The oldest members of iGen will be old enough to start drinking in 2017.

It’s time to start learning what makes them tick. 

Who or what is iGen?

Finally, we found the bottom limit of the Millennial generation … Gen Z or iGen. 

I’ve been researching iGen to help our clients get ahead of the curve and, so far, The Center for Generational Kinetics seems to be the authority and has the most compelling findings. The following are findings, quotes and info-graphics all pulled from various reports from The Center for Generational Kinetics.

This generation is defined as cloud natives rather than digital natives; their world is “iEverything,” with a lowercase “i.” Other popular names for this fast-emerging generation are Generation Z and Centennials. It will be interesting to see which name sticks as the generation emerges.

Gen Z is being raised differently than Millennials were, which should have some pronounced effects on their views and approach to being employees, customers and citizens. Gen Z also has a different experience with technology than Millennials, which will affect every area of their life—from healthcare and dating to education and shopping. 

Who makes up Gen Z or iGen?
According to The Center for Generational Kinetics: Anyone born from 1996 to the present.

Why ’96?
Those born from 1996 onward do not remember September 11, 2001. If you don’t remember 9/11, then you are NOT a Millennial, but a member of the generation after Millennials.

This means that the older iGens will be old enough to start drinking this year.

There are currently over 23 million Gen Z or iGen in the United States.

They can learn complex things like how to upgrade your computer’s operating system the same way they can learn how to bake a vegan apple pie: one video at a time.

What else does the Center’s research tell us about iGen:

  • Gen Z views Facebook as being for “older generations.” As Gen Z gets more digital freedom, they appear to prefer more peer-to-peer social media and messaging apps, such as Snapchat, Vine and Instagram. A recent study showed that nearly 25% of 13- to 17-year-olds left Facebook this year!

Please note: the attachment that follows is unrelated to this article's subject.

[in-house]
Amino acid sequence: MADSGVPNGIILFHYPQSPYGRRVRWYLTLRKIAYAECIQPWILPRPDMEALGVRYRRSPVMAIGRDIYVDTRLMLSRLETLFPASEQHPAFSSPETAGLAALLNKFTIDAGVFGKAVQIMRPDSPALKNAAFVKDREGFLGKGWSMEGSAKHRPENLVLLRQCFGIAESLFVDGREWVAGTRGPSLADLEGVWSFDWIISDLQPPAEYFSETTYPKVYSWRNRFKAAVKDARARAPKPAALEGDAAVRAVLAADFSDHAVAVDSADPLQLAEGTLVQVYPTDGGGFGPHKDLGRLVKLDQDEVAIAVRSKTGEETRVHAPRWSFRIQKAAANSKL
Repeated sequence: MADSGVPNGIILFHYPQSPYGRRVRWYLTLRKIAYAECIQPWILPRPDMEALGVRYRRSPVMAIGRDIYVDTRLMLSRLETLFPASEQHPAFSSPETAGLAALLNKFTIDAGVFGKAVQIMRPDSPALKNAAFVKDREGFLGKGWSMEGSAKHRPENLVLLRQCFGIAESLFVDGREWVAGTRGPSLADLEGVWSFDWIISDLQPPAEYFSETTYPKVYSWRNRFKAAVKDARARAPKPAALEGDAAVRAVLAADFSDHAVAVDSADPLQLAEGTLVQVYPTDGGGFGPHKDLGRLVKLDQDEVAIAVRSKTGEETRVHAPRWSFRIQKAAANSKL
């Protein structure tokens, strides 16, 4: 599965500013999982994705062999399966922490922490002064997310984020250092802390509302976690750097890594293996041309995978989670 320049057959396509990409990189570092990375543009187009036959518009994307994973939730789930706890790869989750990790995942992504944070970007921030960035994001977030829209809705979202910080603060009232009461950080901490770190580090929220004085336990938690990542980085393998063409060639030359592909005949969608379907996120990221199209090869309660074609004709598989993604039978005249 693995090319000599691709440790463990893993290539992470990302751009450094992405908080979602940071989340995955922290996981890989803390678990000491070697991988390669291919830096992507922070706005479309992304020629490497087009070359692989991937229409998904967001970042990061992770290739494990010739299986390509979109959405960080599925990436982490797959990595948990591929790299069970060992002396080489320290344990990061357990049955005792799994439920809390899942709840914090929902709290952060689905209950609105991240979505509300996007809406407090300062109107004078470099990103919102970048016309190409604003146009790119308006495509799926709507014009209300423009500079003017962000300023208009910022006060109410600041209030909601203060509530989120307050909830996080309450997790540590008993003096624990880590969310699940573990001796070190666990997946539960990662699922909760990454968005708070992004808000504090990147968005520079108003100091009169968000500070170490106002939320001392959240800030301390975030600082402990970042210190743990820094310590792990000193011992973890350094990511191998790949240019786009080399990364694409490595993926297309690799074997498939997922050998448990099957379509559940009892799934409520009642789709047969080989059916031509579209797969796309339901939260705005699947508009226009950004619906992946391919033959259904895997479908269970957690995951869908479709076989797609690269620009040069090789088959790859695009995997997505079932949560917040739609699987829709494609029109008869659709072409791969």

• iGen is twice as likely as Baby Boomers to say that social media affects how people see you and scores 5 percentage points higher than even Millennials, who were the pioneers of social media.
    • Social media has a greater effect on iGen externally than any previous generation, something marketers, employers and leaders need to know.
  • Gen Z’s future supervisors and managers will have to know that leaving their cell phone at home—or even leaving it in a drawer—is simply not an option for this new generation.
    • iGen, more than any other generation, said that it was more acceptable to use their phone in any manner during religious service, a job interview or your own wedding ceremony!
  • Teenage summer employment is at historically low rates, so early job experience is not taking shape for iGen the way it once did—even compared to Millennials.
  • Of all the generations, iGen has the LEAST concern about their privacy of any generation when it comes to paying with mobile apps, such as Venmo, and using social media.

Given that iGen and Gen Z are about age 20 and under, their defining moments are still happening! Key things that we know have affected them as a generation include the Great Recession impacting their parents, student loan debt becoming a crisis in America, the Affordable Care Act becoming law, growing up with an African-American US president, gay marriage becoming legal, medical marijuana becoming legal in many states and the fact that there have “always” been twenty something entrepreneurs who are billionaires. In addition, social media has always existed for them, Baby Boomers are their grandparents rather than their parents, and they think Millennials are old.


  • Now reaching their 20’s iGen are your next borrowers.
  • If you stepped up your social media game for Millennials, that was just “pre-game” … but not on Facebook.
  • If you do not have video capabilities, you’re not ready for iGen.
  • Mobile is where they live – you’d better move in.
  • Copywriters better start learning to be brief. Written communication is 140 characters or less.


In addition to being a strategic consultant for community banks and credit unions, MarketMatch also has nationally and internationally requested speakers. Contact us to bring our marketing ideas to your institution or next conference.

See our story here. (click)
Or email me directly (click)
Follow us on Twitter @MarketMatch

Love this Bank & Credit Union marketing blog?
Get the book! Download “Aha Moments,”
our free ebook chock-full of short articles.